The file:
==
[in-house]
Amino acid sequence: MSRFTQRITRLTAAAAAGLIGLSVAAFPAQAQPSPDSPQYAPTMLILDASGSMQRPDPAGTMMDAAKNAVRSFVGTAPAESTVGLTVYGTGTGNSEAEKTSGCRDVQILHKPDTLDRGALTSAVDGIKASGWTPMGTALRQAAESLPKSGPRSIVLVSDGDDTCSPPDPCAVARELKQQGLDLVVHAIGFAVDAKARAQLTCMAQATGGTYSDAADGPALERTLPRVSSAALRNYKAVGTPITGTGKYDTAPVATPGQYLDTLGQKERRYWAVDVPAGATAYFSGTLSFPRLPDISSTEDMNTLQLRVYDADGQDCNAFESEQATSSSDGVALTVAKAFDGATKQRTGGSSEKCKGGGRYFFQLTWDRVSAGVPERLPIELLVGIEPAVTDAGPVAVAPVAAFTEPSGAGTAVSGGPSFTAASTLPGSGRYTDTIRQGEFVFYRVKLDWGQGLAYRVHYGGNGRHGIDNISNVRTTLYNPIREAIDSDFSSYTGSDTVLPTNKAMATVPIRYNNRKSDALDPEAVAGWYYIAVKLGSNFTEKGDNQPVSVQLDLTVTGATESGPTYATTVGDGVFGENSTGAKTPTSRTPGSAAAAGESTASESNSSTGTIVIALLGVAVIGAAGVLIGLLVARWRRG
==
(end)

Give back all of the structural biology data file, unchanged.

[in-house]
Amino acid sequence: MSRFTQRITRLTAAAAAGLIGLSVAAFPAQAQPSPDSPQYAPTMLILDASGSMQRPDPAGTMMDAAKNAVRSFVGTAPAESTVGLTVYGTGTGNSEAEKTSGCRDVQILHKPDTLDRGALTSAVDGIKASGWTPMGTALRQAAESLPKSGPRSIVLVSDGDDTCSPPDPCAVARELKQQGLDLVVHAIGFAVDAKARAQLTCMAQATGGTYSDAADGPALERTLPRVSSAALRNYKAVGTPITGTGKYDTAPVATPGQYLDTLGQKERRYWAVDVPAGATAYFSGTLSFPRLPDISSTEDMNTLQLRVYDADGQDCNAFESEQATSSSDGVALTVAKAFDGATKQRTGGSSEKCKGGGRYFFQLTWDRVSAGVPERLPIELLVGIEPAVTDAGPVAVAPVAAFTEPSGAGTAVSGGPSFTAASTLPGSGRYTDTIRQGEFVFYRVKLDWGQGLAYRVHYGGNGRHGIDNISNVRTTLYNPIREAIDSDFSSYTGSDTVLPTNKAMATVPIRYNNRKSDALDPEAVAGWYYIAVKLGSNFTEKGDNQPVSVQLDLTVTGATESGPTYATTVGDGVFGENSTGAKTPTSRTPGSAAAAGESTASESNSSTGTIVIALLGVAVIGAAGVLIGLLVARWRRG